The third component is data. You can think of data as a collection of non-disputable raw facts. For example, your first name, driver's license number, the city you live in, a picture of your pet, a clip of your voice, and your phone number are all pieces of raw data. You can see or hear your data, but by themselves, they don’t give you any additional meanings beyond the data itself. For example, you can read a driver's license number of a person, you may recognize it as a driver's license number, but you know nothing else about this person. They are typically what IS would need to collect from you or other sources. However, once these raw data are aggregated, indexed, and organized together into a logical fashion using software such as a spreadsheet, or a database, the collection of these organized data will present new information and insights that a single raw fact can’t convey. The example of collecting all expenses (i.e., raw data) to create an expense tracker (new information derived) discussed earlier is also a good example. In fact, all of the definitions presented at the beginning of this chapter focused on how information systems manage data. Organizations collect all kinds of data, processed and organized them in some fashion, and use it to make decisions. These decisions can then be analyzed as to their effectiveness, and the organization can be improved. Chapter 4 will focus on data and databases and their uses in organizations.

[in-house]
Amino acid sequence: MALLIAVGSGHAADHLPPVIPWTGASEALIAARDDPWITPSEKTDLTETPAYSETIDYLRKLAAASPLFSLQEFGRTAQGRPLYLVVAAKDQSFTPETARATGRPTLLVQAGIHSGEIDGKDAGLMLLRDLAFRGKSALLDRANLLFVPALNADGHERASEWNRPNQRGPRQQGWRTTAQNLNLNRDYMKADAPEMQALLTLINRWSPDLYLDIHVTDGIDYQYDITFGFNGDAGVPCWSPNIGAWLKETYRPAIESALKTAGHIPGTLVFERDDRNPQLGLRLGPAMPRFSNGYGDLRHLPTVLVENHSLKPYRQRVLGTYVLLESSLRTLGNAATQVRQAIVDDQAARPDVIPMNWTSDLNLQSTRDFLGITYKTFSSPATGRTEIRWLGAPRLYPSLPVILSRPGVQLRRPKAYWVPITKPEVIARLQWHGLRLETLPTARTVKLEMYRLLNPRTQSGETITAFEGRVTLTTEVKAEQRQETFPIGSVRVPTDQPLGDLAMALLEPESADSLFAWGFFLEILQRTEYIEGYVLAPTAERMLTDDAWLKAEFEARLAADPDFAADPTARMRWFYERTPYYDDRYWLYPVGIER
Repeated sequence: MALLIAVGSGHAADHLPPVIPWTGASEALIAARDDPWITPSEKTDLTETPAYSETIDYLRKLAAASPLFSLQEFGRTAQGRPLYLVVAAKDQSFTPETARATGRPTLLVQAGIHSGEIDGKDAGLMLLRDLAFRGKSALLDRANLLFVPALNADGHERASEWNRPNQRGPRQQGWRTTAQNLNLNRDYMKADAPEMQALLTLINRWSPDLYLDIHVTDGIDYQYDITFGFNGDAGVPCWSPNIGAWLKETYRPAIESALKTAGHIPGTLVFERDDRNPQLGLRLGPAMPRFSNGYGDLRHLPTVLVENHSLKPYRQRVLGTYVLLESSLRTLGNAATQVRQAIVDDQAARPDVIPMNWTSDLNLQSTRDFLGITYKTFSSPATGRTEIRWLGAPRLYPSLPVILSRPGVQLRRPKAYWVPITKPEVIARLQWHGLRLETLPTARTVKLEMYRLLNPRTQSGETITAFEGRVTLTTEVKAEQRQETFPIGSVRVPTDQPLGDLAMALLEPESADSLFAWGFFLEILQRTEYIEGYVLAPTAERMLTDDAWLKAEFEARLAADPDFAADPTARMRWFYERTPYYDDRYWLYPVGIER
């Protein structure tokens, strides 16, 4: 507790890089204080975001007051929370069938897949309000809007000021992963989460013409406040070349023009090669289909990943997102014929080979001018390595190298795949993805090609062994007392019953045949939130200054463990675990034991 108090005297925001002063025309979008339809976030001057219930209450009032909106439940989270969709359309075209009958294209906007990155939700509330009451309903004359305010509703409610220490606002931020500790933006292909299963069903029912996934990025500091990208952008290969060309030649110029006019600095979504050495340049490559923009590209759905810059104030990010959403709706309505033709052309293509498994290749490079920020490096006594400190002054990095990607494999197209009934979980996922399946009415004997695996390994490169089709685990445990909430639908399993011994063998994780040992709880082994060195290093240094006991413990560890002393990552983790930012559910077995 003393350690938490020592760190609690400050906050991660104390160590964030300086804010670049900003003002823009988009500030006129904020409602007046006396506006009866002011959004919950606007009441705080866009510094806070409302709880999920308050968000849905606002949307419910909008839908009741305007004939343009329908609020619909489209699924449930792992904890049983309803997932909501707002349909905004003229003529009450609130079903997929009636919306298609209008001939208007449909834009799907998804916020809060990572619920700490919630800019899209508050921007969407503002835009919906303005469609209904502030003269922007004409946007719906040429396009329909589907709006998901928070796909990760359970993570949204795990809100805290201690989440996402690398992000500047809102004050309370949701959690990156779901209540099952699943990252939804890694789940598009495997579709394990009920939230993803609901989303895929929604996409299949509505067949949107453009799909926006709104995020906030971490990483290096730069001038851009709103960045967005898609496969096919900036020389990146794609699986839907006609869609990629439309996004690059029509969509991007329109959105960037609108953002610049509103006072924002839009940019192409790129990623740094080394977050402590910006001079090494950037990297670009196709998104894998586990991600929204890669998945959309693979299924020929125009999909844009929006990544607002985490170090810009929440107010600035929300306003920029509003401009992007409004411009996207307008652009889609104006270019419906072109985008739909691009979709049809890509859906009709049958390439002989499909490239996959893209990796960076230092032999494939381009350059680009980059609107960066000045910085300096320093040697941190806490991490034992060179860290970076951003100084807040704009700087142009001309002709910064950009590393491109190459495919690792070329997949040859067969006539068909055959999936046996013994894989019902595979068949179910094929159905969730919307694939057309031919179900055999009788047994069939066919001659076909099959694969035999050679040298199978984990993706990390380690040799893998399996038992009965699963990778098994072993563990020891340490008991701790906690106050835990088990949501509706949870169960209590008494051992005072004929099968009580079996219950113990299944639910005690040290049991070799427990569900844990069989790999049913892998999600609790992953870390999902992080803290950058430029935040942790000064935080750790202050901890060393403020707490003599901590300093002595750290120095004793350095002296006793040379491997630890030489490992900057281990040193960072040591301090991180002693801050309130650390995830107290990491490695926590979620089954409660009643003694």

Networking Communication

    The components of hardware, software, and data have long been considered the core technology of information systems. However, networking communication is another component of an IS that some believe should be in its own category. An information system can exist without the ability to communicate. For instance, the first personal computers were stand-alone machines that did not have access to the Internet. Information Systems, however, have evolved since they were developed. For example, we used to have only desktop operating system software or hardware. However, in today’s environment, the operating system software now includes mobile OS, and hardware now includes other hardware devices besides desktops. It is extremely rare for a computer device that does not connect to another device or a network. Chapter 5 will go into this topic in greater detail.

    Various means and technologies used in communication, technology and networking.
    Figure \(\PageIndex{4}\): Network by Gerd Altmann from Pixabay is licensed under CC BY-SA 2.0

    People